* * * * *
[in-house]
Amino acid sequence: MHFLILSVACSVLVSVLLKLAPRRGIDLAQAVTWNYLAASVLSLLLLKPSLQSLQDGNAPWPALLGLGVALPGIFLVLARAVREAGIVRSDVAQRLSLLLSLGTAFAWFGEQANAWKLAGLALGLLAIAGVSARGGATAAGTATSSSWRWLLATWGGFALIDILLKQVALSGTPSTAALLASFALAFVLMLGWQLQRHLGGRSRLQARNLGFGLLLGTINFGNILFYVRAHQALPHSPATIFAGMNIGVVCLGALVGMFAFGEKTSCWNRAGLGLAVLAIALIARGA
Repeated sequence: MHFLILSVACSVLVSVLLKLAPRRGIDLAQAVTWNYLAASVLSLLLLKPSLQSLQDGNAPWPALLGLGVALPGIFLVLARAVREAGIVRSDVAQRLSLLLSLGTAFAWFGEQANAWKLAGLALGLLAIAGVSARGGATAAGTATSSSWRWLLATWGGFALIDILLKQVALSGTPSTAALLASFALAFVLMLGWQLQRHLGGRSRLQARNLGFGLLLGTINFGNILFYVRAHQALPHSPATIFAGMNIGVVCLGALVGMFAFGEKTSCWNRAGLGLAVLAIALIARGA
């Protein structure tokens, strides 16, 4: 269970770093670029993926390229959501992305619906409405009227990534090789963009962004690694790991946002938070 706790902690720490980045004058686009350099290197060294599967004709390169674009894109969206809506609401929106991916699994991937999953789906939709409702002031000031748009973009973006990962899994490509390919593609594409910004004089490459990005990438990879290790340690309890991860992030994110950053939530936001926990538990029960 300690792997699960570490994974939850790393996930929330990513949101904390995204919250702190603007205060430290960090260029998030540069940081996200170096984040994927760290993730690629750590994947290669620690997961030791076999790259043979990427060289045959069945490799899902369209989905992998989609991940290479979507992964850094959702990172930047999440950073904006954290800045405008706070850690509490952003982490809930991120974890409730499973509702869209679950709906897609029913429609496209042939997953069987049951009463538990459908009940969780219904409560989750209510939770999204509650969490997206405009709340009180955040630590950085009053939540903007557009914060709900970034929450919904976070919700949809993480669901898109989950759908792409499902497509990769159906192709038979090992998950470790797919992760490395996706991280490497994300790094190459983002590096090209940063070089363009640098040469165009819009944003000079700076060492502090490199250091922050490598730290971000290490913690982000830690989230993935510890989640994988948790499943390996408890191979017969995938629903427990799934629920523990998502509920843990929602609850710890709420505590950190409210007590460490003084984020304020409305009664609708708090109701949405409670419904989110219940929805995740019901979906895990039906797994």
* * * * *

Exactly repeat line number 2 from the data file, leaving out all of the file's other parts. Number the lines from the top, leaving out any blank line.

Amino acid sequence: MHFLILSVACSVLVSVLLKLAPRRGIDLAQAVTWNYLAASVLSLLLLKPSLQSLQDGNAPWPALLGLGVALPGIFLVLARAVREAGIVRSDVAQRLSLLLSLGTAFAWFGEQANAWKLAGLALGLLAIAGVSARGGATAAGTATSSSWRWLLATWGGFALIDILLKQVALSGTPSTAALLASFALAFVLMLGWQLQRHLGGRSRLQARNLGFGLLLGTINFGNILFYVRAHQALPHSPATIFAGMNIGVVCLGALVGMFAFGEKTSCWNRAGLGLAVLAIALIARGA